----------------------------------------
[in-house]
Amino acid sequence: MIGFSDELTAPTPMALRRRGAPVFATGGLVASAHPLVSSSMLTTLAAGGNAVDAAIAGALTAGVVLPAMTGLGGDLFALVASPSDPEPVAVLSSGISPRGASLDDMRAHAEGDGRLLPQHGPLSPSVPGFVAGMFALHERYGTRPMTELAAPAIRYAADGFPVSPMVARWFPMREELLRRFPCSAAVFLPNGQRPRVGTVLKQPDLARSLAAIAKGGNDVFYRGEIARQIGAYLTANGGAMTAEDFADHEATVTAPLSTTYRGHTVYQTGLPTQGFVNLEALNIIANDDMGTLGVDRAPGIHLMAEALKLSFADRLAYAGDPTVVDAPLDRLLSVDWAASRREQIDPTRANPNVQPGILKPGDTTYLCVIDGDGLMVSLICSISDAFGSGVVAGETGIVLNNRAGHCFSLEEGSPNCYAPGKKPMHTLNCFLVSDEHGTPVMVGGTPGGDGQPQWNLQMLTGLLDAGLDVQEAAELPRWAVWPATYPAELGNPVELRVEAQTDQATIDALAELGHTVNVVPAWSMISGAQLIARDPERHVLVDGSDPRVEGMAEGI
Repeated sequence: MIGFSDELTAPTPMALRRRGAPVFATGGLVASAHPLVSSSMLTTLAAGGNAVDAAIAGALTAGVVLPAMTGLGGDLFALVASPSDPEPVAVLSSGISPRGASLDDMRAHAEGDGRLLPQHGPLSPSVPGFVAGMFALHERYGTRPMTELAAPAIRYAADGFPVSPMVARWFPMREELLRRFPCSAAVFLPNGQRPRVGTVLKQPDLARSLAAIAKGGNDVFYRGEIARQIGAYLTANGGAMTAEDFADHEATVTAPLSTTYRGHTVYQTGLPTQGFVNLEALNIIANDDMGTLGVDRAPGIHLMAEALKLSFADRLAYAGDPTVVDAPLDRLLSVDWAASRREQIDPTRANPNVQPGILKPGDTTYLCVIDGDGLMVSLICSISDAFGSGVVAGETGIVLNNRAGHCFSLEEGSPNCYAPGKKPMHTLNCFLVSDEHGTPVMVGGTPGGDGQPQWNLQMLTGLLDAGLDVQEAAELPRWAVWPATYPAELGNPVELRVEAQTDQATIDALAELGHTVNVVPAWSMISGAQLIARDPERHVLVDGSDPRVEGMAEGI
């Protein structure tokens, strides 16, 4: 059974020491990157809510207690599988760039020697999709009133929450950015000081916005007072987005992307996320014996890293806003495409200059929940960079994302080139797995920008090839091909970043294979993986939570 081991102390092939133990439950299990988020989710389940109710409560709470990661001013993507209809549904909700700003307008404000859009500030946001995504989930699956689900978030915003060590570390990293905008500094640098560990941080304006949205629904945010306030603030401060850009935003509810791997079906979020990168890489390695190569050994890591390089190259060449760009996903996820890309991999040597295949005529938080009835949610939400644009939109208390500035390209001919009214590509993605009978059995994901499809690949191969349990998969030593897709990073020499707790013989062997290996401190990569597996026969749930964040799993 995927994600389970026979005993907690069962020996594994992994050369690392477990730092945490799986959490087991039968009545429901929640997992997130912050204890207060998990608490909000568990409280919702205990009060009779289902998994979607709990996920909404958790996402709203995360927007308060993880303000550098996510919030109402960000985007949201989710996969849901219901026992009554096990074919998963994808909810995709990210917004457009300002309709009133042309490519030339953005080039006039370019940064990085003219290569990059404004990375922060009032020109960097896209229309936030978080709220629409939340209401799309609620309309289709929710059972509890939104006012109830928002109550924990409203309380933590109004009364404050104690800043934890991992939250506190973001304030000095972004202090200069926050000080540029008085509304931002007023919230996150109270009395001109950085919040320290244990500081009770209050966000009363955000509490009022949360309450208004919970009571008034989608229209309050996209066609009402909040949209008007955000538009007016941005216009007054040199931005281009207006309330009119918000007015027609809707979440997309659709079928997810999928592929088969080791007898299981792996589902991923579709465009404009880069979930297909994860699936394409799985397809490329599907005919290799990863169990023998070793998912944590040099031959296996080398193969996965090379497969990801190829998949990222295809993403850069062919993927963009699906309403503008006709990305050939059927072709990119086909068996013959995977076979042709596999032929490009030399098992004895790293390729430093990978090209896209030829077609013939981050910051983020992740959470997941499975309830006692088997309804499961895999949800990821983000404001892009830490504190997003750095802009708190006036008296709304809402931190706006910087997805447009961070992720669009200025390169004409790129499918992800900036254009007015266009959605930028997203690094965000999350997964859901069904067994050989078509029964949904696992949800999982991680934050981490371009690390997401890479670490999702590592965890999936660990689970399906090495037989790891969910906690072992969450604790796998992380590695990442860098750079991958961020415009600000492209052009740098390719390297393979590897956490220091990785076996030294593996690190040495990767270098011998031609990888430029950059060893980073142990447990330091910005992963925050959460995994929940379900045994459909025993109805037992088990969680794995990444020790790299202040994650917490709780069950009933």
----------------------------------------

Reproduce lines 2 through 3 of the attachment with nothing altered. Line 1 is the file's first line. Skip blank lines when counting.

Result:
Amino acid sequence: MIGFSDELTAPTPMALRRRGAPVFATGGLVASAHPLVSSSMLTTLAAGGNAVDAAIAGALTAGVVLPAMTGLGGDLFALVASPSDPEPVAVLSSGISPRGASLDDMRAHAEGDGRLLPQHGPLSPSVPGFVAGMFALHERYGTRPMTELAAPAIRYAADGFPVSPMVARWFPMREELLRRFPCSAAVFLPNGQRPRVGTVLKQPDLARSLAAIAKGGNDVFYRGEIARQIGAYLTANGGAMTAEDFADHEATVTAPLSTTYRGHTVYQTGLPTQGFVNLEALNIIANDDMGTLGVDRAPGIHLMAEALKLSFADRLAYAGDPTVVDAPLDRLLSVDWAASRREQIDPTRANPNVQPGILKPGDTTYLCVIDGDGLMVSLICSISDAFGSGVVAGETGIVLNNRAGHCFSLEEGSPNCYAPGKKPMHTLNCFLVSDEHGTPVMVGGTPGGDGQPQWNLQMLTGLLDAGLDVQEAAELPRWAVWPATYPAELGNPVELRVEAQTDQATIDALAELGHTVNVVPAWSMISGAQLIARDPERHVLVDGSDPRVEGMAEGI
Repeated sequence: MIGFSDELTAPTPMALRRRGAPVFATGGLVASAHPLVSSSMLTTLAAGGNAVDAAIAGALTAGVVLPAMTGLGGDLFALVASPSDPEPVAVLSSGISPRGASLDDMRAHAEGDGRLLPQHGPLSPSVPGFVAGMFALHERYGTRPMTELAAPAIRYAADGFPVSPMVARWFPMREELLRRFPCSAAVFLPNGQRPRVGTVLKQPDLARSLAAIAKGGNDVFYRGEIARQIGAYLTANGGAMTAEDFADHEATVTAPLSTTYRGHTVYQTGLPTQGFVNLEALNIIANDDMGTLGVDRAPGIHLMAEALKLSFADRLAYAGDPTVVDAPLDRLLSVDWAASRREQIDPTRANPNVQPGILKPGDTTYLCVIDGDGLMVSLICSISDAFGSGVVAGETGIVLNNRAGHCFSLEEGSPNCYAPGKKPMHTLNCFLVSDEHGTPVMVGGTPGGDGQPQWNLQMLTGLLDAGLDVQEAAELPRWAVWPATYPAELGNPVELRVEAQTDQATIDALAELGHTVNVVPAWSMISGAQLIARDPERHVLVDGSDPRVEGMAEGI